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Cancer relapse is caused by residual isolated tumor cells (ITCs) remaining in the body after surgery. It is speculated that surgical manipulation may cause circulating tumor cells (CTCs) which are the origin of ITCs in the body. The occurrence of CTCs in surgical patients with non-small cell lung cancer (NSCLC) has been shown in retrospective observation, but not prospectively, thus we conducted a multicenter prospective study regarding the occurrence of CTCs by surgical manipulation.
Patients with T1b–2N0M0 lung cancer were studied. Blood samples were collected from the peripheral artery in the operating room at both pre- and post-lobectomy to extract CTCs by a size selection method. The CTCs detection rate, pathological findings, and background of each patient were studied.
The histological diagnosis of 29 patients were adenocarcinoma in 24 patients, squamous cell carcinoma in 3 patients, and other types in 2 patients. The number of pre-CTCs positive patients was 13 and the number of post CTCs positive patients was 17. Among the 16 patients who were pre-CTCs negative, 4 patients showed post CTCs positive, while all pre-CTCs positive patients remained post-CTCs positive.
The likelihood of CTC dislodgement by surgical manipulation is indicated based on the result that CTCs were detected after lung cancer surgery, where there were no cases of pre-CTCs positive and post CTCs negative.
Non-small cell lung cancer (NSCLC) is one of the leading courses of death in the world (1) and requires intensive treatment. Advanced stage NSCLC is defined by an associated existing metastatic and/or invasive lesion, in contrast to stage I NSCLC which has no metastasis (2). Since stage I NSCLC is a localized disease without metastasis, local therapy is indicated where surgery is the most common (3). Approximately 20% of patients experience relapse after undergoing complete resection of their stage I NSCLC (4). Relapse is caused by residual isolated tumor cells (ITCs) that remain in the body after surgery. While ITCs may be present before surgery, it has been speculated that the process of surgery may trigger the development of circulating tumor cells (CTCs) which cause the development of some ITCs. Up to now, the dislodgement of CTC has been reported among surgical cases of breast cancer (5) and lung cancer (6). However, there is no multicenter prospective study with a goal of determining whether surgical manipulation causes the dislodgement of CTC. Therefore, we conducted this investigation to evaluate the rate of occurrence of CTCs before and after surgery in a multicenter prospective setting.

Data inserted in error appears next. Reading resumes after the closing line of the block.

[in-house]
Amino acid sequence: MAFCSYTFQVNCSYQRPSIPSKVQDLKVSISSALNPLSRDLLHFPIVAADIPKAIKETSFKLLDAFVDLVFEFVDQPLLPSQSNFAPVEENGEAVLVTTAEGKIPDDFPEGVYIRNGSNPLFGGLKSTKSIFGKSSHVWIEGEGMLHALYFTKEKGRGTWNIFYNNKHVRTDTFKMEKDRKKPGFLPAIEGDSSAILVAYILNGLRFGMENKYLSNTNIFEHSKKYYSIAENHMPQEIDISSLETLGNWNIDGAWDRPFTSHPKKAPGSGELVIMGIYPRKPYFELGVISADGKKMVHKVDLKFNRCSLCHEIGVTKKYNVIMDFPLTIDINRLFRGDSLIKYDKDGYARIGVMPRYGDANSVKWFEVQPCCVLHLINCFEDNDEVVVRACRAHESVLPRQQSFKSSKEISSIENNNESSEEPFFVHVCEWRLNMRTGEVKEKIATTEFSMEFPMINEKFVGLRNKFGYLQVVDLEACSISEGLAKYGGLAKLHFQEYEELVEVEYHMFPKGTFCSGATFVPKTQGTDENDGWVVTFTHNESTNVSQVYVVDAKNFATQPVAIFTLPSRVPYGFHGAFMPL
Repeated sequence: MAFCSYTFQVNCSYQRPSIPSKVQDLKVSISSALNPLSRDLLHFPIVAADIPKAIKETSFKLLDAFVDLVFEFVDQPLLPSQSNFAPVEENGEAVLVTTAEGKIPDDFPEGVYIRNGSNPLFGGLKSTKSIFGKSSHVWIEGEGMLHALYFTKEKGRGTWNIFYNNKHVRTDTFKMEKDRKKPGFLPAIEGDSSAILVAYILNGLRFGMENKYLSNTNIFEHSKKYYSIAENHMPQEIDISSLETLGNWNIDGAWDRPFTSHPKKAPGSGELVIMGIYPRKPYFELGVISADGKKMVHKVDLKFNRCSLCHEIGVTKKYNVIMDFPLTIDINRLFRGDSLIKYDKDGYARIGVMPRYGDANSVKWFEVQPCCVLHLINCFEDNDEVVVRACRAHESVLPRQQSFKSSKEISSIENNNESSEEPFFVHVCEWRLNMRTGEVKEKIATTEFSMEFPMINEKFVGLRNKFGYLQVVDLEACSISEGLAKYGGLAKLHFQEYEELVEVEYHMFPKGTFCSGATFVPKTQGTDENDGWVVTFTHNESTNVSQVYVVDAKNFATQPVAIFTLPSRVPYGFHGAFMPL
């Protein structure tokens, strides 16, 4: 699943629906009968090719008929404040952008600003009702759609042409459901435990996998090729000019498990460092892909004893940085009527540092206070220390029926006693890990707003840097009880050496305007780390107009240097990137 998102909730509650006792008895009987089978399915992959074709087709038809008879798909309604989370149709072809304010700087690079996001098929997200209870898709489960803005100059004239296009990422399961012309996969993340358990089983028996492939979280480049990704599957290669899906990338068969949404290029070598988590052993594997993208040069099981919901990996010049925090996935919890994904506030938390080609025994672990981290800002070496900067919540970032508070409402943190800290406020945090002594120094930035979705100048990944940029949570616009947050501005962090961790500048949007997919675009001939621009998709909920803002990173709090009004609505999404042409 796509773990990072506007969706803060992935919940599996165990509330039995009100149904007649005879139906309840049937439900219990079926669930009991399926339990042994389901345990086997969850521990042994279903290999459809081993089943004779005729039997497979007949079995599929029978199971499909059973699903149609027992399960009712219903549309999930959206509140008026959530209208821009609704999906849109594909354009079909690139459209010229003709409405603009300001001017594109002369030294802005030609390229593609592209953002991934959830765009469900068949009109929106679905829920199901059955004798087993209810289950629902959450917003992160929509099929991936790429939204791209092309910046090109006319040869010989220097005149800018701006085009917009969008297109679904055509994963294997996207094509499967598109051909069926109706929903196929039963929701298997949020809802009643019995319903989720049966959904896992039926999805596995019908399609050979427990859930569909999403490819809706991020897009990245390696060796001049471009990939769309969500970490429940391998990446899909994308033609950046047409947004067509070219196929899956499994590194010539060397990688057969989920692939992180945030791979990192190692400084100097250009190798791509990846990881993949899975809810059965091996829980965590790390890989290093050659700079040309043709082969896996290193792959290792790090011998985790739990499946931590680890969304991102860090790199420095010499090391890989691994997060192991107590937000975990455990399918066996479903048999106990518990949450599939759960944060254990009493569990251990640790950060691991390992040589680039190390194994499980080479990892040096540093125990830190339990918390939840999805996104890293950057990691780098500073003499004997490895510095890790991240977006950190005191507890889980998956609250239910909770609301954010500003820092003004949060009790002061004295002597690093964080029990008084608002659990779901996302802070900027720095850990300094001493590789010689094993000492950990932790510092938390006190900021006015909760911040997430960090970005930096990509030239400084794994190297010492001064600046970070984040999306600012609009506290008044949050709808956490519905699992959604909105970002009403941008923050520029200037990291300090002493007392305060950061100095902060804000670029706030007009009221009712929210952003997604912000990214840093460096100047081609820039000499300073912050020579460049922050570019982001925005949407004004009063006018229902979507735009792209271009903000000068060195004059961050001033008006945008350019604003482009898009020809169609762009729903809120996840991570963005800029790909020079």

This multi-center, prospective controlled study was approved by the Institutional Ethics Review Board (Teikyo University Review Board 15-010), and the study was registered in the University Hospital Medical Information Network (UMIN000018602). All participants provided written informed consent prior to the start of the study.
This study was designed to include cT1b–2 (2–7 cm) N0M0 NSCLC patients scheduled to undergo a lobectomy. These patients included both sexes ages 20 to 80 years, with an Eastern Cooperative Oncology Group (ECOG) Performance Status (PS) of 0 or 1, and the proportion of consolidation to ground-glass opacity of over 50% on high resolution CT. Patients who had been administered corticosteroids or immunosuppressants, as well as patients who had any serious medical conditions (uncontrolled heart, lung, liver or kidney disease or diabetes), synchronous or metachronous malignancies, or any preoperative anti-cancer treatments, were excluded from the study. The stage of all patients was determined in accordance with 7th edition of the TNM classification for lung and pleural tumors (7).
Lobectomy with mediastinal lymph node dissection was performed by a thoracic surgeon under general anesthesia. Thoracotomy or thoracoscopic surgery was performed according to procedures developed by each institution. In the operating room, a catheter was inserted into the radial artery while the patient was under general anesthesia, and blood samples of more than 3 mL were collected in a tube containing EDTA-2Na before surgery (for measurement of pre-CTC) and just after pulmonary vein (PV) dissection (for measurement of post-CTC). Immediately after collection of the blood samples, within 4 hours of blood draw, CTCs were extracted by the size selection method using ScreenCell®, using 3 mL blood samples respectively. This was followed by H&E staining and preparation of the specimens on a glass slide with a cover glass for microscopic analysis at each institution. The glass slides were stored in a protective container and transferred to the main research center. The glass slides were examined blindly by three pathologists for the presence or absence of cancer cells (positive or negative) (Figure 1). The cancer cells were identified by cytological examination, not by markers. One cancer cell existed, it was considered positive. Diagnostic agreement by two out of three pathologists was used.